For Once, There’s Some Good Sun News

Summer. We love the light of its longer days and welcome the sun’s mood-lifting rays, but we worry about its aging effects and skin cancer. Summer, as always, brings with it a mix of good and bad news.

Summer. We love the light of its longer days and welcome the sun’s mood-lifting rays, but we worry about its aging effects and skin cancer. Summer, as always, brings with it a mix of good and bad news.

First, the bad news: More than one million cases of skin cancer will be diagnosed in the United States this year alone, and rates of melanoma—the deadliest form—are steadily rising.

The good news: Better-than-ever sunscreens are making their way onto the American market. And new research suggests that while too much sun is certainly dangerous, not getting enough may be unhealthy too.

THE SUNSHINE VITAMIN: DO WE NEED

For years, we’ve been told how bad the sun is for our skin, our eyes, our looks, our you-name-it. But giving up the sun completely is like giving up chocolate: It’s too tempting to resist totally. And maybe you shouldn’t.

“The public has been brainwashed for 20 years about the dangers of the sun,” says Michael F. Holick, MD, a professor of medicine, physiology and dermatology at Boston University School of Medicine. “Too much sun is harmful, and precautions need to be taken. But it’s also true that some sun exposure is absolutely necessary for good health.” For one thing, sunlight lifts your mood and chases away the blues. That’s why a dearth of sun in the depths of winter can lead to seasonal affective disorder (SAD), a form of clinical depression. For another, sun exposure stimulates our skin to make vitamin D, and D protects against bone loss and fractures. But that’s not all: Women who get at least 400 international units (IU) of vitamin D daily from supplements are 40 percent less likely to develop multiple sclerosis, reported Harvard School of Public Health researchers in 2004. And other recent studies have found that vitamin D helps lower the risk of breast, colon, prostate and other cancers, 

HOW TO PRACTICE SAFE SUN

One of the most anticipated developments in sun protection is Mexoryl SX, a broad-spectrum, highly advanced UVA-absorbing sunscreen that may be approved by the US Food and Drug Administration (FDA) this year. Mexoryl, a product derived from camphor, has been available in Canada and Europe for almost a decade. “Get your hands on this stuff,” recommends dermatologist Richard Glogau, MD, a professor at the University of California, San Francisco. “It’s highly tolerable for sensitive skin types, and it’s ‘photostable,’ which means you put it on once and it stays active all day.” Glogau also praises Mexoryl as an anti-aging product. “I’ve seen patients’ freckles fade significantly after they’ve used Mexoryl for six  weeks,” he says. “Skin color improves, texture improves and a lot of photo damage is reversed—it’s that good at blocking UVA rays.”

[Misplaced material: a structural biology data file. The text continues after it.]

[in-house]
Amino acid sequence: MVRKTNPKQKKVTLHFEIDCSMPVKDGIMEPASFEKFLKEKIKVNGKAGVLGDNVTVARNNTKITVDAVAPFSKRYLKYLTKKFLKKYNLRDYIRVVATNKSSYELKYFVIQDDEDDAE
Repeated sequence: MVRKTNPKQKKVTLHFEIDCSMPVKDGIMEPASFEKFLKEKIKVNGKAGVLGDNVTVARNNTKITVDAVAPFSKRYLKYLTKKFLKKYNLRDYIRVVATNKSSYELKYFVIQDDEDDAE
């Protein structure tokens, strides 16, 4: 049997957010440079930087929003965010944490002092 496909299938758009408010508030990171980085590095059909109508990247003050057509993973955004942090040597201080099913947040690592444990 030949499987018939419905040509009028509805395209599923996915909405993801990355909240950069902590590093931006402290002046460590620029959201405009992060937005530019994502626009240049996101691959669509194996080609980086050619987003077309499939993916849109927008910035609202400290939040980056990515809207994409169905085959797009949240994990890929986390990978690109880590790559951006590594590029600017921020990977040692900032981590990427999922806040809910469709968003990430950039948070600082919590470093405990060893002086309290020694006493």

Although scientists don’t completely understand the process, they know that protecting the skin from sun allows it to repair itself and even produce new collagen—the tissue that, among other things, gives skin its youthful-looking plumpness.

Mexoryl was patented by L’Oréal Paris, the parent company of Lancôme, Helena Rubinstein, La Roche-Posay, Biotherm and Ombrelle. Canadian and European pharmacies carry Mexoryl-containing products such as Anthélios XL (from La Roche-Posay) and Ombrelle. Both can also be found at the New York apothecaries Zitomer (888.219.2888) and C.O. Bigelow (800.793.5433) and online at feelbest.com and skincarelab.com.

If you need to be extra-cautious about sun—say, you burn in a flash or have an illness like lupus that’s sun-triggered—look for protective clothing and wide-brimmed hats that have a high Ultraviolet Protection Factor (UPF). A shirt with a UPF of 50, for example, allows only 1/50  of the sun’s UV radiation to pass through. The American Society for Testing and Materials rates a UPF of 15–24 as good; 25–39 as very good; and 40–50 as excellent. A typical cotton T-shirt provides a UPF of only about 5–8 when dry and virtually none when wet.

A few companies specialize in making UPF 30 to 50+ lines: Sun Solutions (800.895.0010; sunsolutionsclothing.com), Coolibar (800.926.6509; coolibar.com) and Solumbra (800.882.7860; sunprecautions.com). Their clothes are soft, cool and engineered to be lightweight and breezy.

If you don’t want to buy a whole new summer wardrobe, you can make some of your favorite beach clothes more sun-resistant with Rit Sun Guard UV Protectant Laundry Treatment, a powder you throw in with the wash. It adds a can’t-tellit’s- even-there coating of SPF 30 that lasts through 20 wash cycles.

It’s available for $4 in drugstores and grocery stores, or online.

 

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